The Automated Host Configuration Protocol also provides the service of automatic allocation of the address space used in the network. As a result, clients can obtain an Internet Protocol address from the server’s address space and use it temporarily or permanently. The staking mechanism is simple, and it starts from the client himself, who requests an Internet Protocol address from the address space. The protocol server, or group of servers, provides an address to the client and ensures that it is not displayed to any other client in the network during the period of its use by the client who Usage request.

To achieve automatic staking, the protocol relies on the concept of term of use (in English: Lease), which is the period of time during which an Internet Protocol address has the share of a specific client, during which the client has the right to use the address. The client can extend the period of use, through a request submitted to the server, and he can also terminate his use of the quota and release the address. In addition, the client can request an unlimited period of use, but the final decision to grant the possibility of permanent staking remains with the server.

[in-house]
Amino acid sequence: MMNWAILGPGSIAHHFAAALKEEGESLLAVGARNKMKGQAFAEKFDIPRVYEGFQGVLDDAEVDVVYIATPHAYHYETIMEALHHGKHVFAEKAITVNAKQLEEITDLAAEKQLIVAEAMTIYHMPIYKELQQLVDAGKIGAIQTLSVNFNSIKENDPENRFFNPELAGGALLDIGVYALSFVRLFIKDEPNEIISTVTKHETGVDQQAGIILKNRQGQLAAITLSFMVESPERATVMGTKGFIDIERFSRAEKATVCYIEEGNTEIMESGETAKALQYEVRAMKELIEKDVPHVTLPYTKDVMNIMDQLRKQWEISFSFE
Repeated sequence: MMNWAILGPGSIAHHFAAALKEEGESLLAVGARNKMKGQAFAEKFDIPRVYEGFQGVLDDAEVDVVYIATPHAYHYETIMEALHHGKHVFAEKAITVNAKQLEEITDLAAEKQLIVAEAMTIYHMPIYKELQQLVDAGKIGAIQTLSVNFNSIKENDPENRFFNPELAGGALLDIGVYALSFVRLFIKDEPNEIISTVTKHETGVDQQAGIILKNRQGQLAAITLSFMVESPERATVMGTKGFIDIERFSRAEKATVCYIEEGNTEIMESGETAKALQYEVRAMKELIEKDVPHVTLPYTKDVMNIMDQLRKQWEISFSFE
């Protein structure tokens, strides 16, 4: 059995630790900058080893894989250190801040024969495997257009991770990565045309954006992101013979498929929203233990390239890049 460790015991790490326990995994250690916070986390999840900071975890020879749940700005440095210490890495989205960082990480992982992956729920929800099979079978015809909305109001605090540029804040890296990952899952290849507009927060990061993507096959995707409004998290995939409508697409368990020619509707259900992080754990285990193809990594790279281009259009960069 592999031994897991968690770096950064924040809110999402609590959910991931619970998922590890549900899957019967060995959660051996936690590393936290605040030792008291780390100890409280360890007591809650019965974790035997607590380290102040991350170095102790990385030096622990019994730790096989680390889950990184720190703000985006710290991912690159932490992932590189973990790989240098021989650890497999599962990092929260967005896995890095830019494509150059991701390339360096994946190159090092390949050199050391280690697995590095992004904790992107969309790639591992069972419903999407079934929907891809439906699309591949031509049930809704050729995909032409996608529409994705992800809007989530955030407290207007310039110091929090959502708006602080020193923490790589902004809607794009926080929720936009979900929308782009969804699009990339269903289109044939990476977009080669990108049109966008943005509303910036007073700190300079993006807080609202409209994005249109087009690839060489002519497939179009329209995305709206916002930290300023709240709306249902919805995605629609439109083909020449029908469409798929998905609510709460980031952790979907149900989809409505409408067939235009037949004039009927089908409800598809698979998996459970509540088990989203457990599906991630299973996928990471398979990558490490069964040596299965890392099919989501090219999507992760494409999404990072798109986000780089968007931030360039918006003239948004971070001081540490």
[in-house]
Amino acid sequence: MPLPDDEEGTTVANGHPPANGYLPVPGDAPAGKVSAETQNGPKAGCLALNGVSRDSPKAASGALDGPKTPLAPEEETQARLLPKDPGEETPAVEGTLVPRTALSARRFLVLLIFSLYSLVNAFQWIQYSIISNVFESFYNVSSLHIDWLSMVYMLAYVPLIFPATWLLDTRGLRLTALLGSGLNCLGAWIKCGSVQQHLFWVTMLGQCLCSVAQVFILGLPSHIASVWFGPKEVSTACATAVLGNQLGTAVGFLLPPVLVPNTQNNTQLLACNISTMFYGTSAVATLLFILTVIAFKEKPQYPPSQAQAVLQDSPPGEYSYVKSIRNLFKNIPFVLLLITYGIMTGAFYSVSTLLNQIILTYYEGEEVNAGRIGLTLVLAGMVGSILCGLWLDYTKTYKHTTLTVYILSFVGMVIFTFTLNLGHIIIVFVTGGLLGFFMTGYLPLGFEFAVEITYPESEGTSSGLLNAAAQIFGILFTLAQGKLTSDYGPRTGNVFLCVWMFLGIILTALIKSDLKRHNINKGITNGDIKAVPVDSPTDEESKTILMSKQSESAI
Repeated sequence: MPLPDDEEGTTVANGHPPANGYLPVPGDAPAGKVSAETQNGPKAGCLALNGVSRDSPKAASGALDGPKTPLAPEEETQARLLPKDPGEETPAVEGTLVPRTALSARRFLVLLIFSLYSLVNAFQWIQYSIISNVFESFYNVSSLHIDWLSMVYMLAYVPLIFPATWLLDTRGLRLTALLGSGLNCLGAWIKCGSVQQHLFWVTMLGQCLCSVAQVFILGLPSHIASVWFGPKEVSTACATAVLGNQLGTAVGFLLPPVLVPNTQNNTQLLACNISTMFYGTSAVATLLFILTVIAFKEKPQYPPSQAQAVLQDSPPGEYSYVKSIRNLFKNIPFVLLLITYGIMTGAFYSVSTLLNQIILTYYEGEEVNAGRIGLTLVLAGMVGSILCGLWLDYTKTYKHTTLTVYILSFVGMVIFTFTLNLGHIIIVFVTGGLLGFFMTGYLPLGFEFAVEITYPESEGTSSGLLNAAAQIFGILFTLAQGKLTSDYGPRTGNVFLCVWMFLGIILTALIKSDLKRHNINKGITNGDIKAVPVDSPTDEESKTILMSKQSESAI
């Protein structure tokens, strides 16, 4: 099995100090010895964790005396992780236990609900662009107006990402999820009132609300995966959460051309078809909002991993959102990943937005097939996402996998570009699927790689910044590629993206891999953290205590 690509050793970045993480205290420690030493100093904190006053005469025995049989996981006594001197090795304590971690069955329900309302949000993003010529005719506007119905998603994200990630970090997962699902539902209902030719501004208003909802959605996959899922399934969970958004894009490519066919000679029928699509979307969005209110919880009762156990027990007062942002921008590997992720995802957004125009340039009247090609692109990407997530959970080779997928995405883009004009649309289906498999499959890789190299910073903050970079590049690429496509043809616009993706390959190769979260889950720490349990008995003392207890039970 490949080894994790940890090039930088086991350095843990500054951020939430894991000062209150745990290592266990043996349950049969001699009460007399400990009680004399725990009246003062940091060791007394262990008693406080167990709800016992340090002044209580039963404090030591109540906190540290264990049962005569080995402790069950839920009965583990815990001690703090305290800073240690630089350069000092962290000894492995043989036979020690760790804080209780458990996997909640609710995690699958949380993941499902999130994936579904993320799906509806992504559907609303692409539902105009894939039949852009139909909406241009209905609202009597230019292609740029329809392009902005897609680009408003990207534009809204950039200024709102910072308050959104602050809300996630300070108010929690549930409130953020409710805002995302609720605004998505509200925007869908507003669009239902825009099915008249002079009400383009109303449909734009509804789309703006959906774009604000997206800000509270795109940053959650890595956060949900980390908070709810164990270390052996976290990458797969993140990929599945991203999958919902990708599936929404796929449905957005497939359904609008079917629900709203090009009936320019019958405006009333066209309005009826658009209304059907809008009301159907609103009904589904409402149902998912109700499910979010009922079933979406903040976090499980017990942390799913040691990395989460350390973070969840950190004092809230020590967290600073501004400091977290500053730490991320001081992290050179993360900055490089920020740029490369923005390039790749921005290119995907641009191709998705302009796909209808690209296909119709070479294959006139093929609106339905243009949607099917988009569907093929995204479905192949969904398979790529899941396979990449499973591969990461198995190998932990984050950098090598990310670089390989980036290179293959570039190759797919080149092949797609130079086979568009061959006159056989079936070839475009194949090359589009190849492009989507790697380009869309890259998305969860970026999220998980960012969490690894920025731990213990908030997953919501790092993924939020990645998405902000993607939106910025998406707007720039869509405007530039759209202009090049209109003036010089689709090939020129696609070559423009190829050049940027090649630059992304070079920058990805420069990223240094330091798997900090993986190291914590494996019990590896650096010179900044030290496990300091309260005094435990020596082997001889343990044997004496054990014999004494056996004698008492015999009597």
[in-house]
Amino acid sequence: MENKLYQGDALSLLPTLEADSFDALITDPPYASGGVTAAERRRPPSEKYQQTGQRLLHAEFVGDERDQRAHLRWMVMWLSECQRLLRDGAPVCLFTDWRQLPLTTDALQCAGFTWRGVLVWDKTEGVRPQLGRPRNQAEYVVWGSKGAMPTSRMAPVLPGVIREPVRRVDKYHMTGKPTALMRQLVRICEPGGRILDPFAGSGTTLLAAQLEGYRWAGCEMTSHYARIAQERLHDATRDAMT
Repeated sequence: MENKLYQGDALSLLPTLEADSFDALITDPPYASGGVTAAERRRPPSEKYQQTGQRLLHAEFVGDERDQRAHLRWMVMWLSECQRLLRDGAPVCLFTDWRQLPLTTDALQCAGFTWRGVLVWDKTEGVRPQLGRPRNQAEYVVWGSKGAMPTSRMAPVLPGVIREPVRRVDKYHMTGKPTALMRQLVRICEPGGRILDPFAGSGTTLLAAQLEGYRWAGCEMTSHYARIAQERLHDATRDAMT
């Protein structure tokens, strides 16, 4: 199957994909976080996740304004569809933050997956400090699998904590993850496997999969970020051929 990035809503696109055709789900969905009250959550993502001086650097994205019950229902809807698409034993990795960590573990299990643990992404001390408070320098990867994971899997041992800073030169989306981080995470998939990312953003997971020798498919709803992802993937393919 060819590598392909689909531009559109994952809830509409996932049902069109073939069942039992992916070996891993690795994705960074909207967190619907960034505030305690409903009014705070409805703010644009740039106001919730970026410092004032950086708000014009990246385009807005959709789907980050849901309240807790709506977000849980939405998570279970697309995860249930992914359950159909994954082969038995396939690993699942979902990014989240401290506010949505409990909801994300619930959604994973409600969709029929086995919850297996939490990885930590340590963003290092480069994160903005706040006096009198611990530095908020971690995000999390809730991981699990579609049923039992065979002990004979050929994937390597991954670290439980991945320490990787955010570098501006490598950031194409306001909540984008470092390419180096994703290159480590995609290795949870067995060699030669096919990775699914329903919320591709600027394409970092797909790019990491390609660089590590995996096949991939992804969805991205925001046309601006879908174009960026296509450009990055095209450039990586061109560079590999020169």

Automated configuration

Automated configuration (in English: Dynamic Configuration) is to provide hosts with the parameters necessary to perform their functions and tasks over the network automatically without direct intervention from network administrators, and it is the main function of the automatic configuration protocol for hosts, from which it got its name. Automatic configuration relies on the parameter repository, which is a database located on the protocol server, and an address space allocation mechanism to provide hosts with configuration parameters.

The identifiers that are automatically provided to hosts include the Internet Protocol address, the netmask, the router address in the local network, which is sometimes called the default router, the DNS server address, and other various server addresses, in addition to a number of identifiers that help the host perform other functions. Path List The constant used in the routing process or the maximum transfer unit necessary to accomplish the data segmentation process.